Waimate’s Whitehorse Big Easy organisers are pushing ahead with plans for this year’s event — for now.
While it was an uncertain time after New Zealand moved to the Red traffic light setting at 11.59pm on Sunday, chairman Justin Chittock said the committee was determined to make the event go ahead on the scheduled date of April 10, if it could.
Members would meet next week to create a plan.
First held in 2017, the annual multisport event had traditionally been held in February, but last year’s was postponed to April due to a change in Covid-19 alert levels announced on February 27, the night before it was scheduled to start.
This year, the committee decided to stick with the April date, as 2021’s rescheduled event had attracted more participants.
If it can go ahead in April this year, the sixth Whitehorse Big Easy will have a raft of changes.
The longest mountain bike course was being increased from 27km to 30km, and the children’s from 5km to 7km. The 18km running course had been upgraded to a 21km halfmarathon and organisers expected this change to increase entry numbers.
‘‘There’s a lot more people doing [half-marathons]; we’re just trying to appeal for that market.’’
The 5km run/walk was always popular, as was the mountain bike course, and entries from younger athletes had also taken off, Mr Chittock said.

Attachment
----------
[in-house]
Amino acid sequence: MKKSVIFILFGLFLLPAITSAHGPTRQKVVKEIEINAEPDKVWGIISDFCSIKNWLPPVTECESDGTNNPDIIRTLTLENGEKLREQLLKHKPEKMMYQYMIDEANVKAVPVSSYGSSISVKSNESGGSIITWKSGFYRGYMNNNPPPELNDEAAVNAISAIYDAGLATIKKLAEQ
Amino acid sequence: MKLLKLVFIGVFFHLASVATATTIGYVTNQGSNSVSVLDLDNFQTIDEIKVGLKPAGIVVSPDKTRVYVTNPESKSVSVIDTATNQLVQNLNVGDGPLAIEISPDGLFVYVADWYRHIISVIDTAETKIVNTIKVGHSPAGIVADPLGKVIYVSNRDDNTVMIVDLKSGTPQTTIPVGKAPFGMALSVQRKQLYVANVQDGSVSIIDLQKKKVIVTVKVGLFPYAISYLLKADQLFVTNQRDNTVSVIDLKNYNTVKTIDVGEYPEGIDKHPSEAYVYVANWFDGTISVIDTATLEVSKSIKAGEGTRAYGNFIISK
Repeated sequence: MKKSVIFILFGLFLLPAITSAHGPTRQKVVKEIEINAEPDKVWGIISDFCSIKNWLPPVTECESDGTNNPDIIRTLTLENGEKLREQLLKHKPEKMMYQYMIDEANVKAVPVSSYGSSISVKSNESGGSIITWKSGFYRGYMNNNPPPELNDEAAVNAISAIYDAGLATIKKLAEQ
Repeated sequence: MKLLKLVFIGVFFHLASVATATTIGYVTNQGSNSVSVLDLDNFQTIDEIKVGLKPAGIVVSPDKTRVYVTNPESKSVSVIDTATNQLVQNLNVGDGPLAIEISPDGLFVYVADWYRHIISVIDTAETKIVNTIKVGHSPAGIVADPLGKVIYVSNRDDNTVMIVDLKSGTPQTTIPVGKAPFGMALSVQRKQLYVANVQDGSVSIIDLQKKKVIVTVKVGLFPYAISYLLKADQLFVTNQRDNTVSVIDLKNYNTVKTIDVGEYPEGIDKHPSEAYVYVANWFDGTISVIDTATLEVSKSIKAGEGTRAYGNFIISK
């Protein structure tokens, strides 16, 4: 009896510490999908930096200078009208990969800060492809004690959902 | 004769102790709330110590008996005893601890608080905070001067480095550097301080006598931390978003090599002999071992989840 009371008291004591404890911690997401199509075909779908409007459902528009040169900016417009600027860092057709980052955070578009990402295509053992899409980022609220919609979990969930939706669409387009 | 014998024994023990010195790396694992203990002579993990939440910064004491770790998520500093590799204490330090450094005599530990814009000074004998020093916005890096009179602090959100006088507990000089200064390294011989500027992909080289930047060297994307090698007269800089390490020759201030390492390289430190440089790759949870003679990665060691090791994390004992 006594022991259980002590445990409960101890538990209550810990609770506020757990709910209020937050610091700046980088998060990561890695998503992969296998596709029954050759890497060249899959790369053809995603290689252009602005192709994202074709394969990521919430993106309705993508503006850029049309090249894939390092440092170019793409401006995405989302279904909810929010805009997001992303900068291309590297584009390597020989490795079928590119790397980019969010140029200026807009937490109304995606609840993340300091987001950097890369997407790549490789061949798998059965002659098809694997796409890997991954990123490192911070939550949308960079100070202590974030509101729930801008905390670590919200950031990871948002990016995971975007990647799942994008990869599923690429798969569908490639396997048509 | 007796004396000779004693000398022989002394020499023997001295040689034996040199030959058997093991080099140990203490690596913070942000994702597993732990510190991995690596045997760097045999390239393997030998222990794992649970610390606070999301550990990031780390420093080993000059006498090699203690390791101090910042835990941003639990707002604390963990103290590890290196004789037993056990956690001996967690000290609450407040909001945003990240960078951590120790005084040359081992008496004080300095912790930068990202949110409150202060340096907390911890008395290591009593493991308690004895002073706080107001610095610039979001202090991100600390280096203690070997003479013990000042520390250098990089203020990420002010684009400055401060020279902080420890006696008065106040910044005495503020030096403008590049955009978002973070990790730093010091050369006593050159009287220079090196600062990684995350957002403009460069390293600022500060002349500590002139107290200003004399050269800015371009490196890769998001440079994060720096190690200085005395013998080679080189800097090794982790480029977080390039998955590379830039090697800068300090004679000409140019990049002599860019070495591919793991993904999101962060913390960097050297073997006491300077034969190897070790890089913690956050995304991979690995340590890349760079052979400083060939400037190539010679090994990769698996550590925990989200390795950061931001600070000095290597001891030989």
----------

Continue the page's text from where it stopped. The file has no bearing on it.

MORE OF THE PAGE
‘‘For me it’s more about that community focus . . . and getting kids involved.’’
The committee was focused on involving schools in Waimate by having trophies and prizes, and was introducing a challenge for children’s teams to raise money for their schools.
The multisport event attracted people from around the South Island and had a particularly strong following in Canterbury and Southland.
‘‘People are understanding what we’ve got on offer and seeing how different it is to any other event,’’ Mr Chittock said.
‘‘Naming it the ‘Big Easy’, everyone thinks it’s easy, but it’s not . .. they find out the event is quite difficult.’’
It was also benefiting the wider Waimate community and businesses, and Mr Chittock said the feedback he received following last year’s event was great.
‘‘Basically, for me, the further afield we can draw people in, the better it is both for the event and for the community.’’
He hoped registrations for this year’s event would open next month.